Groover is one of Laurel Knob's signature moderate routes. It has the distinction of being established in a single-day first ascent by noted NC climber Jeep Gaskin and his wife Julia -- on their honeymoon! For much of its length, Groover follows a nice arching crack system with great protection; toward the top, it uses the carved water grooves that are a hallmark of Laurel Knob. Don't let the 5.8 rating or the fact that there's "only" six pitches fool you; this is a long and committing climb with serious runouts on the upper pitches. Start early and bring plenty of water.
For anyone wanting to experience North Carolina climbing at its finest, Groover is not to be missed.
P1 - starting at a large pine tree, climb a right-facing crack system up and slightly left to a ledge with another pine tree and belay (NOTE: this pine is the only place to bail without leaving gear until you reach the end of the fifth pitch). 5.7+, 190' P2 - Move right from the tree and continue up a left-facing crack that will merge into the arching crack system that is Groover's main feature. Follow this for another full rope length and find a comfortable spot to build a gear anchor and belay. 5.7, 190' P3 - Continue up the arching crack to a steep bulge; tiptoe over the bulge to the right and onto a sloping platform that makes a comfortable belay station. 5.7, 180' P4 - Prepare yourself mentally for climbing high above your protection. From the belay, climb high into the crack and place a medium-to-large cam, then downclimb until you can move out right on a bulge with quartz dikes for footing. Continue traversing right about 30' to reach the second of two deep water grooves, then look for gear before heading up (there's supposed to be a distinctive quartz hole in the groove somewhere). Head up the groove for about 100' or so (you may find a gear placement along the way), until you reach some spacious solution pockets and a welcome crack to build an anchor. 5.8, 160' NOTE: If you were doing the Fischesser variation, you'd continue up the arching crack from here. P5 - Move left about 15' to the obvious continuing groove; climb this steeper groove past three bolts and one good pro placement in a finger pocket. Finish at a narrow tree ledge with a bolt just below. 5.8+, 100' P6 - Continue up on easier ground and arc out right to an obvious tree island for a full rope length; after bringing up your second, continue to the right end of the tree island and look for a bolted rap station (the top of P6 on the Groover Fischesser finish). 5.6, 200'
The double-rope rappel off Groover is complex enough to get a separate description. Missing some rap stations is easy and can have serious consequences; knot your rope ends.
Rap 1 - from the anchors at the tree island, rap down and pendulum way left to the bolted anchors for P7 of Forbidden Fruit (FF). This is also the P5 belay for the Groover Fischesser finish. 140' Rap 2 - rap down the groove to the P6 anchors for FF. 170' Rap 3 - continue down the groove to the P5 anchors for FF. 130' Rap 4 - continue down FF past the P4 belay bolts (no rap rings) and past a prominent roof. Not far below these bolts and off to the left are the P3 anchors for FF that will be your next rap station. 180' Rap 5 - trend left as you rap down to find the FF P2 anchors a good ways out to the left of the plumb line; be careful not to pendulum back right. 120' Rap 6 - finish the descent with a rap straight to the ground. 140'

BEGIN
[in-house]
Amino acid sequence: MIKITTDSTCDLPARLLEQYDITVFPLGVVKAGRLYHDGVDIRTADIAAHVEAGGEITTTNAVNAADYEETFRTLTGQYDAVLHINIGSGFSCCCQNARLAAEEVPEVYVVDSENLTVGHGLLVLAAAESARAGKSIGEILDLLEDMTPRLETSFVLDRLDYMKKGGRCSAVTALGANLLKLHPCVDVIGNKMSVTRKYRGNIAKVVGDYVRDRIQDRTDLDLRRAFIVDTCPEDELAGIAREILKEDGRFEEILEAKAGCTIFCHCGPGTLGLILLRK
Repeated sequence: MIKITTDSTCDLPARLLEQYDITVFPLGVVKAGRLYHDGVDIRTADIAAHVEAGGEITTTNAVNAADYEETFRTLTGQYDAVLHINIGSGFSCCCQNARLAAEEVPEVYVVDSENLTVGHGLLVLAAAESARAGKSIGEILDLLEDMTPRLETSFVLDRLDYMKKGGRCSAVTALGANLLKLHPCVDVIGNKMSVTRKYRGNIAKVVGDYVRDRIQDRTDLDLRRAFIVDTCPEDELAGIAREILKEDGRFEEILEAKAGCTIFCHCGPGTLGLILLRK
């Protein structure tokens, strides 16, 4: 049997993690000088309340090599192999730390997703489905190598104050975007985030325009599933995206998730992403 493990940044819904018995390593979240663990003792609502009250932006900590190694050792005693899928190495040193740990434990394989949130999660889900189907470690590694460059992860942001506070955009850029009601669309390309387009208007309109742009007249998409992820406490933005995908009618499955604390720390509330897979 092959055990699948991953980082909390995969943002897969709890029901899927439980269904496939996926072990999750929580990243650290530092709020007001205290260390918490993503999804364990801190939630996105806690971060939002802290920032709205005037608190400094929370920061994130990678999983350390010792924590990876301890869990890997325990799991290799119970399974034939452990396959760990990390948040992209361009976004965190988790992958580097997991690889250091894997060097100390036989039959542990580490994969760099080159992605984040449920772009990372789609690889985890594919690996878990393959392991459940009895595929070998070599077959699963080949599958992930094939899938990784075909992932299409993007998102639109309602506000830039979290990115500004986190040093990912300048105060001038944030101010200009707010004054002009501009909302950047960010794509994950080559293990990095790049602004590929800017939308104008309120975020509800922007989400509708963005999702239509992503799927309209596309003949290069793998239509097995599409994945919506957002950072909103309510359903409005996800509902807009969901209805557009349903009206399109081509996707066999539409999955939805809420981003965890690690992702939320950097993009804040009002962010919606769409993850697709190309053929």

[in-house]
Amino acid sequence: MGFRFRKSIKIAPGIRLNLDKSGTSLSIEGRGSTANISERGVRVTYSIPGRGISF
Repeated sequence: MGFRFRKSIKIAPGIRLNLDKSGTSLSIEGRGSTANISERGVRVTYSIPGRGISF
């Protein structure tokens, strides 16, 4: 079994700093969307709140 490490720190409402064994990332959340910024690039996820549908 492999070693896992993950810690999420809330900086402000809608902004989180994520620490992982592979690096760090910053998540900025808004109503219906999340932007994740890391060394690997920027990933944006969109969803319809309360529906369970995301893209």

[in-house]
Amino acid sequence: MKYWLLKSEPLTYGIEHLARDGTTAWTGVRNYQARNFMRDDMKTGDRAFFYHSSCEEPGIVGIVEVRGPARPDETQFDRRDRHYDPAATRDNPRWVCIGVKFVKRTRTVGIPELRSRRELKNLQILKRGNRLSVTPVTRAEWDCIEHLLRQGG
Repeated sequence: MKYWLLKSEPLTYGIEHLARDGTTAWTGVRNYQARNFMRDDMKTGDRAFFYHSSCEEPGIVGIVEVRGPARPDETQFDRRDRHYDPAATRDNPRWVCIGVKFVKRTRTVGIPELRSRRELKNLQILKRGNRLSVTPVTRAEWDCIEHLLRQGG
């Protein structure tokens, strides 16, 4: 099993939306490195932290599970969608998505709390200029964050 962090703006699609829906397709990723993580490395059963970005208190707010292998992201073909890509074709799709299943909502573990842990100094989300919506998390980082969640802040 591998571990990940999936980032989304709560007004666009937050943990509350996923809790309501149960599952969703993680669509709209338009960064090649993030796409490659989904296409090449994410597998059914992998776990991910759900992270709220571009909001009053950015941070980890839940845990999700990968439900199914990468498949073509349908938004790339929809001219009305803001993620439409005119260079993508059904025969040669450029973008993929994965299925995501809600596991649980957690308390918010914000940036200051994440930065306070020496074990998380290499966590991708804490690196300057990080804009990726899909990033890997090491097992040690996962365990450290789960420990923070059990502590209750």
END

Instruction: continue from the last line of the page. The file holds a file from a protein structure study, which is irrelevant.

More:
Groover starts at the far left end of the face. Follow the cliff trail to a point where you'll curve around right and back up above the trail at a large pine tree. From here, you'll know you're in the right place if you can see the tree ledge at the top of the first pitch (much higher than it looks).
Bring a full rack of active and passive pro; cams up to 4" are useful/necessary. Double ropes are a real asset on the traversing pitches.
By saxfiend Administrator From: Decatur, GA Mar 25, 2008 rating: 5.8+5b16VI-15HVS 4c PG13
Climbing Groover was a truly memorable adventure. The grooves on P4 and P5 were both running with water, making the runouts even spicier. Leading P4, I was very happy to find a perfect horizontal yellow Alien placement roughly 70' above my last gear. On P5, my partner took about a 40-footer off the wet groove; happily, he wasn't hurt and finished the lead in good style.
Did it today with Matt Walsh. Good lord my sphincter was tight on Pitch 5. John, I almost took the same ride that Denmark took! Straddling a water groove that's running with water really messes with your head. Great day! There was some bomber gear in the orange Metolius range in a small horizontal just right of the water groove high on pitch 5. Probably a few moves past the pocket spoken of in the description.
By Jeff Mekolites From: HOTlanta, GA Jun 4, 2011 rating: 5.85b16VI-15HVS 4c
My buddy and I just did this route for the first time on 8/3/11 and man was it HOT!! Pitch 4 was an amazing pitch to lead! I knew it would be a rush when the rubber on my shoes was turning to goo. And my buddy was happy to have those bolts for P5! I will say though that the rappel anchors at the top aren't as easy to find as it reads.. There happens to be many islands of trees up there. We ended up rappelling off anchors too far to the right and had to up climb the rope 50 meters back up to find the correct anchors. A tag on the top anchors would be nice to eliminate any confusion. Other than that, what an amazing climb!
i'm really happy groover is being climbed and enjoyed. also glad it has been the scene of several epics. laurel is an excellent place for epic development. if climbing war bonnet or temple peak or the diamond is one of your goals, long, hard days in the relatively benign world of wnc is perfect. i applaud all of you.